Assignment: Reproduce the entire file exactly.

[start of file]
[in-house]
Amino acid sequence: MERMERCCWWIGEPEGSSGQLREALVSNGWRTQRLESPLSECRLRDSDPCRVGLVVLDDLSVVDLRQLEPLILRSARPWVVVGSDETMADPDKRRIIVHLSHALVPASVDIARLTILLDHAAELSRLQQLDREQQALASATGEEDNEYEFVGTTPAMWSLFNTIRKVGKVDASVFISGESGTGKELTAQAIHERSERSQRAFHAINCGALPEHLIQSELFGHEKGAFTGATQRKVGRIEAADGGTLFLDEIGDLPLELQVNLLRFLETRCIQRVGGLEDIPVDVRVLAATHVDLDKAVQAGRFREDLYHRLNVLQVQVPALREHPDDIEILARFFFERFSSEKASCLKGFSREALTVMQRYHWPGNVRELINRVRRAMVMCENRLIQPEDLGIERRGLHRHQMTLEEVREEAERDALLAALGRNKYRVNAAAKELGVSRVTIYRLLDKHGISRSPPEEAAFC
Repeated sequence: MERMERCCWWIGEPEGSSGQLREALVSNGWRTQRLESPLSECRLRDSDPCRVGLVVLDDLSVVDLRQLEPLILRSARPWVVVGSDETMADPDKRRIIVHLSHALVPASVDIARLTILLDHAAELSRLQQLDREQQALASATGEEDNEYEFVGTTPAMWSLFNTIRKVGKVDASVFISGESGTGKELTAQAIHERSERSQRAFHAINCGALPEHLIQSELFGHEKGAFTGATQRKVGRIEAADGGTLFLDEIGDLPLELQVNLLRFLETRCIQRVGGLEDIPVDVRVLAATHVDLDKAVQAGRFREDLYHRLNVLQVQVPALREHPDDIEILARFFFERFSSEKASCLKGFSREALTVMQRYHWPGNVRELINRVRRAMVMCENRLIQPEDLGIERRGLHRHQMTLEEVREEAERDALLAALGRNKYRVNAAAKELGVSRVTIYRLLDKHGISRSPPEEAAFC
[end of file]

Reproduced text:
[in-house]
Amino acid sequence: MERMERCCWWIGEPEGSSGQLREALVSNGWRTQRLESPLSECRLRDSDPCRVGLVVLDDLSVVDLRQLEPLILRSARPWVVVGSDETMADPDKRRIIVHLSHALVPASVDIARLTILLDHAAELSRLQQLDREQQALASATGEEDNEYEFVGTTPAMWSLFNTIRKVGKVDASVFISGESGTGKELTAQAIHERSERSQRAFHAINCGALPEHLIQSELFGHEKGAFTGATQRKVGRIEAADGGTLFLDEIGDLPLELQVNLLRFLETRCIQRVGGLEDIPVDVRVLAATHVDLDKAVQAGRFREDLYHRLNVLQVQVPALREHPDDIEILARFFFERFSSEKASCLKGFSREALTVMQRYHWPGNVRELINRVRRAMVMCENRLIQPEDLGIERRGLHRHQMTLEEVREEAERDALLAALGRNKYRVNAAAKELGVSRVTIYRLLDKHGISRSPPEEAAFC
Repeated sequence: MERMERCCWWIGEPEGSSGQLREALVSNGWRTQRLESPLSECRLRDSDPCRVGLVVLDDLSVVDLRQLEPLILRSARPWVVVGSDETMADPDKRRIIVHLSHALVPASVDIARLTILLDHAAELSRLQQLDREQQALASATGEEDNEYEFVGTTPAMWSLFNTIRKVGKVDASVFISGESGTGKELTAQAIHERSERSQRAFHAINCGALPEHLIQSELFGHEKGAFTGATQRKVGRIEAADGGTLFLDEIGDLPLELQVNLLRFLETRCIQRVGGLEDIPVDVRVLAATHVDLDKAVQAGRFREDLYHRLNVLQVQVPALREHPDDIEILARFFFERFSSEKASCLKGFSREALTVMQRYHWPGNVRELINRVRRAMVMCENRLIQPEDLGIERRGLHRHQMTLEEVREEAERDALLAALGRNKYRVNAAAKELGVSRVTIYRLLDKHGISRSPPEEAAFC